The removal of cancerous tissue from the body through an operation.
Treatment given before the main treatment. It may include chemotherapy, radiation therapy, or hormone therapy given before surgery to shrink a tumor so that it is easier to remove.
A term that describes medical treatments that are used instead of traditional (mainstream) therapies. Some people also refer to it as “integrative,” or “complementary” medicine.
A type of cancer treatment designed to boost the body's natural defenses to fight the cancer. It uses materials made either by the body or in a laboratory to improve, target, or restore immune system function. It may also be called biologic therapy.
Treatment that targets specific genes, proteins, or other molecules that contribute to cancer growth and survival.
A procedure that evaluates a sample of blood, urine, or other substance from the body to make a diagnosis, plan treatment, check whether treatment is working, or observe a disease over time.
Side effects of cancer treatment that occur months or years after a diagnosis of cancer because of the related treatments, such as chemotherapy, radiation therapy, or surgery. Learn more about the long-term side effects of cancer treatment.
A procedure that creates pictures of internal body parts, tissues, or organs to make a diagnosis, plan treatment, find out whether treatment is working, or observe a disease over time.
What's MRI? Magnetic resonance imaging (MRI) is a type of scan that uses strong magnetic fields and radio waves to produce detailed images of the inside of the body. MRI helps doctors find cancer in the body and look for signs that it has spread.
Scans? Nuclear medicine scans can help doctors find tumors and see how much the cancer has spread in the body. They may also be used to decide if treatment is working. Some of the nuclear medicine scans most commonly used for cancer (described in more detail further on) are:
a. Bone scans: A bone scan is a test that can help doctors diagnose problems with your bones. It is a useful tool for finding cancer that has started in or spread to the bone.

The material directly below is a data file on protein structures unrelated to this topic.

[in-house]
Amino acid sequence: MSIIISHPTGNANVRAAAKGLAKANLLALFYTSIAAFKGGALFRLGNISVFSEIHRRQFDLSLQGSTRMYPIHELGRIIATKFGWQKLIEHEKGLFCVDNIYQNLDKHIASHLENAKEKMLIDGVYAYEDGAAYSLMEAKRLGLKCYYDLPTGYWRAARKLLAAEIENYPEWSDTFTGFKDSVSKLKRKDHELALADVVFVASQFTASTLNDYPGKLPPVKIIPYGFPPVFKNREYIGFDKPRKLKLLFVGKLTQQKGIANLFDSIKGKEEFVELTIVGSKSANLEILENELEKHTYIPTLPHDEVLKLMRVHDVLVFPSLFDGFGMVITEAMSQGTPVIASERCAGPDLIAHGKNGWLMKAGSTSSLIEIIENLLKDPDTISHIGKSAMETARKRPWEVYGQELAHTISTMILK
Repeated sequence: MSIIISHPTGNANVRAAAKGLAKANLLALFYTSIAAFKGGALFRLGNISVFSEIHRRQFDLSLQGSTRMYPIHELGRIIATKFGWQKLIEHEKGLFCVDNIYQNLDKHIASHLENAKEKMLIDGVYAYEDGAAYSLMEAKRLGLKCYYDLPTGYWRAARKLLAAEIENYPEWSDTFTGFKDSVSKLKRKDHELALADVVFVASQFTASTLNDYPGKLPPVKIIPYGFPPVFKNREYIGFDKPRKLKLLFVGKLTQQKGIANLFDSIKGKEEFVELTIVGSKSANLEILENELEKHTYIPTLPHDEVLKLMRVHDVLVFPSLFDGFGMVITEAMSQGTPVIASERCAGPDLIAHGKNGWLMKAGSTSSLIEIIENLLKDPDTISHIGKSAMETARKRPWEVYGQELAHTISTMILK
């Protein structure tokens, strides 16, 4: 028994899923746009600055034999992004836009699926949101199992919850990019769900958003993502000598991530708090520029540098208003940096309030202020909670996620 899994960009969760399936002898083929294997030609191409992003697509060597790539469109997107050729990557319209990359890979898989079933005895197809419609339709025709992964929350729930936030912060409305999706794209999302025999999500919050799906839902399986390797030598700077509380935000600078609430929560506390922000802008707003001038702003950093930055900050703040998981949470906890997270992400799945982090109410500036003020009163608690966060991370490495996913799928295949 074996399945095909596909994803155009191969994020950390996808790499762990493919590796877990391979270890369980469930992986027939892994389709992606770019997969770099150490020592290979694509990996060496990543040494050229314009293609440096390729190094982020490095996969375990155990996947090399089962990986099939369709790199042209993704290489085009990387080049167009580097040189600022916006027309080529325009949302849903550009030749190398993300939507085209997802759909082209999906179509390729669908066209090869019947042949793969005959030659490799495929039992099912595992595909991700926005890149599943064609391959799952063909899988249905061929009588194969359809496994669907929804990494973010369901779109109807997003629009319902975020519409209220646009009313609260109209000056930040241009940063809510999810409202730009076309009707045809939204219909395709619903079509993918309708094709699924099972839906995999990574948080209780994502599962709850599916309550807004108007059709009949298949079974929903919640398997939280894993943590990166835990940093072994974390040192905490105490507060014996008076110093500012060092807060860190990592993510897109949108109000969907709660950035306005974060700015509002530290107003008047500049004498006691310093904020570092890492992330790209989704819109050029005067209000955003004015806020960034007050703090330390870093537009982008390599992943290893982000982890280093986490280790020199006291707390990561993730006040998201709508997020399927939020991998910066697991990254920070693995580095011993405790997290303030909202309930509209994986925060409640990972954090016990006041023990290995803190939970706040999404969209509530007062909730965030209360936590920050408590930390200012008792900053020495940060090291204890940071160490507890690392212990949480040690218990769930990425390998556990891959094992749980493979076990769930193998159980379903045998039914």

b. PET: (positron emission tomography) scans: A positron emission tomography scan is known as a PET scan. PET scan is a type of test that may be used in cancer treatment.
c. MUGA: (multigated acquisition) scans: A multigated acquisition (MUGA) scan creates video images of the lower chambers of the heart to check whether they are pumping blood properly.
d. Gallium scans: A gallium scan identifies the cells that are dividing most quickly in your body. It can also help show cells that are rapidly reproducing or responding to an infection somewhere in your body.
e. CT: (computed tomography) scans: A computed tomography (CT) scan, also called a CAT scan, is an imaging test used to detect cancer and find out where it is located, if or where it has spread, and whether it is affecting other parts of the body.
The soft, spongy tissue found in the center of large bones where blood cells are formed.
Bone marrow transplant
A medical procedure in which diseased bone marrow is replaced by healthy bone marrow from a volunteer donor. Learn more about bone marrow transplantation.
Blood testing? Blood testing may help reduce or detect cancer samples collected for cancer blood tests are analyzed in a lab for signs of cancer. Blood tests can also give your doctor an idea of how well your organs are functioning and if they've been affected by cancer.
Chemotherapy & radiation?
a. Chemotherapy is the use of drugs to destroy cancer cells. It usually works by keeping the cancer cells from growing, dividing, and making more cells. Because cancer cells usually grow and divide faster than normal cells, chemotherapy has more of an effect on cancer cells.
b. Radiation therapy is a type of cancer treatment that uses beams of intense energy to kill cancer cells. Radiation therapy uses high-energy particles or waves, such as x-rays, gamma rays, electron beams, or protons, to destroy or damage cancer cells.
Treatment that removes, blocks, or adds hormones to destroy or slow the growth of cancer cells. It is also called hormonal therapy or endocrine therapy.
A research study that tests new treatments and/or prevention methods to find out whether they are safe, effective, and possibly better than the current standard of care (the best known treatment). Learn more about clinical trials.
The probability of developing a disease or dying from that disease across a person’s lifetime.
A tendency to develop a disease that can be triggered under certain conditions. For example, although a genetic predisposition to cancer increases a person's risk of developing cancer, it is not certain that the person will develop it.
A network of small vessels, ducts, and organs that carry fluid to and from the bloodstream and body tissues. Through the lymphatic system, cancer can spread to other parts of the body.